Philosophy seems to have two different lines of argument to show Boethius that his predicament does not exclude him from true happiness. The first train of argument rests on a complex view of the highest good. The first (which is put forward in Book II and the first part of Book III) distinguishes between the ornamental goods of fortune, which are of very limited value—riches, status, power and sensual pleasure—and the true goods: the virtues and also sufficiency, which is what those who seek riches, status and power really desire. It also recognizes some non-ornamental goods of fortune, such as a person’s friends and family, as having considerable genuine value. On the basis of these distinctions, Philosophy can argue that Boethius has not lost any true goods, and that he still even retains those goods of fortune—his family—which carry much real worth. She does not maintain that, in his fall from being powerful, rich and respected to the status of a condemned prisoner, Boethius has lost nothing of any worth at all. But his loss need not cut him off from true happiness, which is attained primarily by an austere life based on sufficiency, virtue and wisdom.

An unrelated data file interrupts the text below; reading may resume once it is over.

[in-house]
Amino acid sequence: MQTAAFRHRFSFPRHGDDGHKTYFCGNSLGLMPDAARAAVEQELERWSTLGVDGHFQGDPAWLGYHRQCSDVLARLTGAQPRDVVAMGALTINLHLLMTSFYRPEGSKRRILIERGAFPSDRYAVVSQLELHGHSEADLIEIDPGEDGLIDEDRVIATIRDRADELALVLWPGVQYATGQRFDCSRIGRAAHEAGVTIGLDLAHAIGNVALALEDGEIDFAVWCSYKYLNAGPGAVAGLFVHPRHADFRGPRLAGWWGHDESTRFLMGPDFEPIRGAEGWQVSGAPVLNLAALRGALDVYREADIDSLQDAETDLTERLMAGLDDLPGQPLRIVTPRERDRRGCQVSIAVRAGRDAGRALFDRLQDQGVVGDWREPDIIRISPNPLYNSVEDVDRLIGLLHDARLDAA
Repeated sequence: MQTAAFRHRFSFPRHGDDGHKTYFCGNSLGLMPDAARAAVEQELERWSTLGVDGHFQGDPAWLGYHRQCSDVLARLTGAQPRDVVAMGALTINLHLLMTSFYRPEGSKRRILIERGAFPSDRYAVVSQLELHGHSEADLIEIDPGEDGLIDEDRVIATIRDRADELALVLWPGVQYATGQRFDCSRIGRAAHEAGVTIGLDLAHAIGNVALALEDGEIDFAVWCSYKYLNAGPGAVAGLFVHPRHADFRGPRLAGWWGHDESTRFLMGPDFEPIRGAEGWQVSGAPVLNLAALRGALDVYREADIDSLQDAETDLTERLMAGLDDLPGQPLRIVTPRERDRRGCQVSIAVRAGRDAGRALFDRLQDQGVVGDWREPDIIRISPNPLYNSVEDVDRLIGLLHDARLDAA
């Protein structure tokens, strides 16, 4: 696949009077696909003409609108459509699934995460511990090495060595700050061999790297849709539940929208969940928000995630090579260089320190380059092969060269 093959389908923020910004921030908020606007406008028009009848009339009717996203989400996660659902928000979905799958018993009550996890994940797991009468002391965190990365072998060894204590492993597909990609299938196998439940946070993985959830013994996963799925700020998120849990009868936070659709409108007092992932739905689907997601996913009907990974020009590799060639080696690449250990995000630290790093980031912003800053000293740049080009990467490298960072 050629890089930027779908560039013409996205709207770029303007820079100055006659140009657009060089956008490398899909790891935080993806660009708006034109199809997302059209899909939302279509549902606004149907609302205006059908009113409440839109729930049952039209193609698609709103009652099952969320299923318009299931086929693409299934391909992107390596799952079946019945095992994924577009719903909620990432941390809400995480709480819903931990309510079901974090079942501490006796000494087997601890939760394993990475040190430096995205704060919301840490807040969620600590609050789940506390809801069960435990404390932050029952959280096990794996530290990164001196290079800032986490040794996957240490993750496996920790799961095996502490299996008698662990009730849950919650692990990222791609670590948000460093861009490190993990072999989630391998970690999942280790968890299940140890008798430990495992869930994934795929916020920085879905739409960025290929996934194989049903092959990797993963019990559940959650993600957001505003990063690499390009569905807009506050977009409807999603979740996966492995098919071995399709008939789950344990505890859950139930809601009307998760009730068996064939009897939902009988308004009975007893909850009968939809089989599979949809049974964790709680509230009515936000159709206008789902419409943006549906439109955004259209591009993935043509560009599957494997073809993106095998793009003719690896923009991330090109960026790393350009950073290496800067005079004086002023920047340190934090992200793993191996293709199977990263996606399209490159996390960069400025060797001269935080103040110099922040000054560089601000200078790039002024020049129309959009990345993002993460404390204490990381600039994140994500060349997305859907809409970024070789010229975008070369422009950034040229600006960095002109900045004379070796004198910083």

Philosophy’s second line of argument is based on a simple view of the highest good. She begins to put it forward in III.10, a turning-point in the discussion, which is preceded by the most solemn poem of the whole work (III m. 9), an invocation to God in terms borrowed from Plato’s Timaeus. Through a number of arguments which draw out the consequences of the Neoplatonic assumptions which Boethius accepts, Philosophy shows that the perfect good and perfect happiness are not merely in God: they are God. Perfect happiness is therefore completely untouched by changes in earthly fortune, however drastic. But what this second approach fails to explain is how the individual human, such as Boethius, is supposed to relate to the perfect happiness which is God. Philosophy seems to speak as if, merely by knowing that God is perfect happiness, Boethius himself will be rendered happy, although in the next section it seems that it is by acting well that a person can attain the good.